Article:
It’s been eight years since Gillian Welch’s Soul Journey. Eight long years during which she and partner Dave Rawlings could have put out three or four albums, such was the volume of songs they wrote. But Welch and Rawlings set a high watermark for themselves with Revival, Hell Among The Yearlings and Time (The Revelator), and so many of those songs were dispensed with.
“Even our best songs I feel walk a line of such understatement, that if they fall off it at all, they’re just boring,” Welch told me last month.
“There’s not a lot of sis-boom-ba in our songs. One way they can air is to simply be too flat. So how do we know they’re not working? When they bore us. Because we’re the ones who have to live with them through the years. The songs that we do like, for me they’re really a kind of a balancing act. They’re almost a magic trick, a tightrope walk between confessional and narrative and traditional and modern and now and then.”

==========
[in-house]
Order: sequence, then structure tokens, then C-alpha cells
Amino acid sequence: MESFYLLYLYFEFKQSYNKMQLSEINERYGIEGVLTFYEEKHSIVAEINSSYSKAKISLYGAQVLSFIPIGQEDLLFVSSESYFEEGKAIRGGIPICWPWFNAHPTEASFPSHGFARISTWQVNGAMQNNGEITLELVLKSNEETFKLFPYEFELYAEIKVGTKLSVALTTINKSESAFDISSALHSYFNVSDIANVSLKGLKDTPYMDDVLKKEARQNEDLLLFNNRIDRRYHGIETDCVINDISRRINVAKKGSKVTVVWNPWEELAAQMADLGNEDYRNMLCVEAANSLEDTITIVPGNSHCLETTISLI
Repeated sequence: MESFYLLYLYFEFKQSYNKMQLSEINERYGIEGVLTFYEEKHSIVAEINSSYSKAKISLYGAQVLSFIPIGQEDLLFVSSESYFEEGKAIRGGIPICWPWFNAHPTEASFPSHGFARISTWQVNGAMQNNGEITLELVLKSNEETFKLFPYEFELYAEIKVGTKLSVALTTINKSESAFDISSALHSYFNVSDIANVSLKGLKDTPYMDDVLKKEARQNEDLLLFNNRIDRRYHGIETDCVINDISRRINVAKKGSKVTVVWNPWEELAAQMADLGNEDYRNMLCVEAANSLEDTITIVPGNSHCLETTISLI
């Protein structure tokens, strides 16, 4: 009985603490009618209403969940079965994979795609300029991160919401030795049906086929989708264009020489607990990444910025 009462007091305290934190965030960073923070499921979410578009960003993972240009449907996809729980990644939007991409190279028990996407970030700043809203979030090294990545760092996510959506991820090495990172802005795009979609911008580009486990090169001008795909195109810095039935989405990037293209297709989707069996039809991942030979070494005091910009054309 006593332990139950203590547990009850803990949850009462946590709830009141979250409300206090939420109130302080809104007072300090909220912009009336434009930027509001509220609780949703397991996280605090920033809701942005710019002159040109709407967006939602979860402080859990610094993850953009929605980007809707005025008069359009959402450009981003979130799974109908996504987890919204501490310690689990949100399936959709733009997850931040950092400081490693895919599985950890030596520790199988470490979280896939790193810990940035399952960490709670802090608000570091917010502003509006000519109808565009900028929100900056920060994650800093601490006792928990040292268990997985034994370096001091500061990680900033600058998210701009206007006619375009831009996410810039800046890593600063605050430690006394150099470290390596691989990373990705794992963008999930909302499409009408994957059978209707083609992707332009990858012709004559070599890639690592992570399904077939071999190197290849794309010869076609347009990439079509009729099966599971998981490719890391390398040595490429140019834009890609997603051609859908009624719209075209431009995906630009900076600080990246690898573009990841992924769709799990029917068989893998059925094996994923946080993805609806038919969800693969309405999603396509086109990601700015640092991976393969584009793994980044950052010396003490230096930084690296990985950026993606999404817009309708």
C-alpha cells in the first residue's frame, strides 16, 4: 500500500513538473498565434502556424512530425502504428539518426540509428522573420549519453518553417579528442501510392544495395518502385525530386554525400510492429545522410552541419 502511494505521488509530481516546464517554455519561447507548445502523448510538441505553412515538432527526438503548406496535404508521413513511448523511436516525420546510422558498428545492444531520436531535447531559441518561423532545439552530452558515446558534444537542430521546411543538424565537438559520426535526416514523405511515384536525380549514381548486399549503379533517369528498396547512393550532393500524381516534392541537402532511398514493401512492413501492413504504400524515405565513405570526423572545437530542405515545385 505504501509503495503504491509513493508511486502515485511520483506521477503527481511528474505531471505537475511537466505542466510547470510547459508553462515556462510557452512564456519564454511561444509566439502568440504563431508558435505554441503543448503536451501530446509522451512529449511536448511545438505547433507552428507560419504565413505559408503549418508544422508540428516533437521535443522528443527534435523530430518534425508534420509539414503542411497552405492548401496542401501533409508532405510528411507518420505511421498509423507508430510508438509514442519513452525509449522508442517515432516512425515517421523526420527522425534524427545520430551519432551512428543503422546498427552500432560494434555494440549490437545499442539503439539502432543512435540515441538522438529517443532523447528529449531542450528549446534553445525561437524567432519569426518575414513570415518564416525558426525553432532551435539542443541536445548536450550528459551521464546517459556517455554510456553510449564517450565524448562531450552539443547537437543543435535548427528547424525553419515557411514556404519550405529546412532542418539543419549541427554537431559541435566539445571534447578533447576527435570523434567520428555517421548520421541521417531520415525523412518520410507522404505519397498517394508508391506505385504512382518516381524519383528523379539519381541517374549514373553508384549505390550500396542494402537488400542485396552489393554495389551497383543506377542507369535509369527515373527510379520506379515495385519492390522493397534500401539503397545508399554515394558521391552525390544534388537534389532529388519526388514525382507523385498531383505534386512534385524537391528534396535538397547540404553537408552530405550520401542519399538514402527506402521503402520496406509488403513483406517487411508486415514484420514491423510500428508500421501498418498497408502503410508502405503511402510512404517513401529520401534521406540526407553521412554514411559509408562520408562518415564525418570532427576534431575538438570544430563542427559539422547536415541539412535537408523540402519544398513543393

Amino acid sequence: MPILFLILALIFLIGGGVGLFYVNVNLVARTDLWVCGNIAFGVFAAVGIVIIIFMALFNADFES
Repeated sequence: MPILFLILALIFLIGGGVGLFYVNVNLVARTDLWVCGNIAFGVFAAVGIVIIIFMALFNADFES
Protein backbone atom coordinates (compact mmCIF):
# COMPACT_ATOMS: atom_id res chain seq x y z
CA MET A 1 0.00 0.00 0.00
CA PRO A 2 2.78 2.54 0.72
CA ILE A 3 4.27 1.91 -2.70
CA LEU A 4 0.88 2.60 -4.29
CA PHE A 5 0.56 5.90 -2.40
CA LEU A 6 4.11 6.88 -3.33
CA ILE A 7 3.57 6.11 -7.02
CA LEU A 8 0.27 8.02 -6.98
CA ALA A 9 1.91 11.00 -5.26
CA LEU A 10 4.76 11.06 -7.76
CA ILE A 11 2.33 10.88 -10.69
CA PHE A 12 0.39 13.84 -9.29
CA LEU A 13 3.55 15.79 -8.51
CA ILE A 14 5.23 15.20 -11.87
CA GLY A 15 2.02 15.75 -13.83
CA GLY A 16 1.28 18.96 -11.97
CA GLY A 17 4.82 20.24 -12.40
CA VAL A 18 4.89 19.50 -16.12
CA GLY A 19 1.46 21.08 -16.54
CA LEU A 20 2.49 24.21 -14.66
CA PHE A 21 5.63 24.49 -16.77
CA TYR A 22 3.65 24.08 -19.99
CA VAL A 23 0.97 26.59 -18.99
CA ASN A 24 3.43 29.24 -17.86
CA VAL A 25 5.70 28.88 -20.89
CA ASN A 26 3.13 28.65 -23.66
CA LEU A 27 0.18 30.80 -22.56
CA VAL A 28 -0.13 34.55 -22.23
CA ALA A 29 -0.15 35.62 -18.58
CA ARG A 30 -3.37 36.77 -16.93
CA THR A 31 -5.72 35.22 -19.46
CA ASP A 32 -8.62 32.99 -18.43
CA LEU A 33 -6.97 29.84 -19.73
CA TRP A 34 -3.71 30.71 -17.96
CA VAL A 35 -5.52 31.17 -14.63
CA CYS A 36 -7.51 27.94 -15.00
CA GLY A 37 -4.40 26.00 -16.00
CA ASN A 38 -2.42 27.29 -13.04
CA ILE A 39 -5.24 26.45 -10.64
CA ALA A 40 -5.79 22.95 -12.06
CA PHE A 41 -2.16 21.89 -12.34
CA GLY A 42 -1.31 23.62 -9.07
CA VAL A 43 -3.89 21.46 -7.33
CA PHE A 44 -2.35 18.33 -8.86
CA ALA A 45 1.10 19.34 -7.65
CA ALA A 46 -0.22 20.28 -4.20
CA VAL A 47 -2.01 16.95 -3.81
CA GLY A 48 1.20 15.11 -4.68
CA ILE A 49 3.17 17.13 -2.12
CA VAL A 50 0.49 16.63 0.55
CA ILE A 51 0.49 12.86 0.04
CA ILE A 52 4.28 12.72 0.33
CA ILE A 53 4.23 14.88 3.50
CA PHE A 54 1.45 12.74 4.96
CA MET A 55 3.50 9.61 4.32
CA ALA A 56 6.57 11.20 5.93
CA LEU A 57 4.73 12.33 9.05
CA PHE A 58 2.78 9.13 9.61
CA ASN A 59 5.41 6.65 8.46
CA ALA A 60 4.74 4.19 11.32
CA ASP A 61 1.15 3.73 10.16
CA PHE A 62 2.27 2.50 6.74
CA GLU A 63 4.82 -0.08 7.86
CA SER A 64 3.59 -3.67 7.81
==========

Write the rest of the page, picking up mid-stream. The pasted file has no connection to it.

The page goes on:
The Harrow & The Harvest, described by Rawlings as “10 different kinds of sad”, has certainly been worth the long wait. Welch’s lonesome delivery, the aching notes Rawlings picks out on guitar and narratives that recall the Gothicism of Harry Smith’s Anthology Of American Folk Music – all of these things make it a piece of work that will transcend the frivolous culture that defines the new millennium.
If you have a mind to, you can read my full interview with Welch in the next issue of R2 magazine, published in September. In the meantime, here’s Welch and Rawlings performing ‘The Way It Goes’ (from The Harrow & The Harvest) on American telly.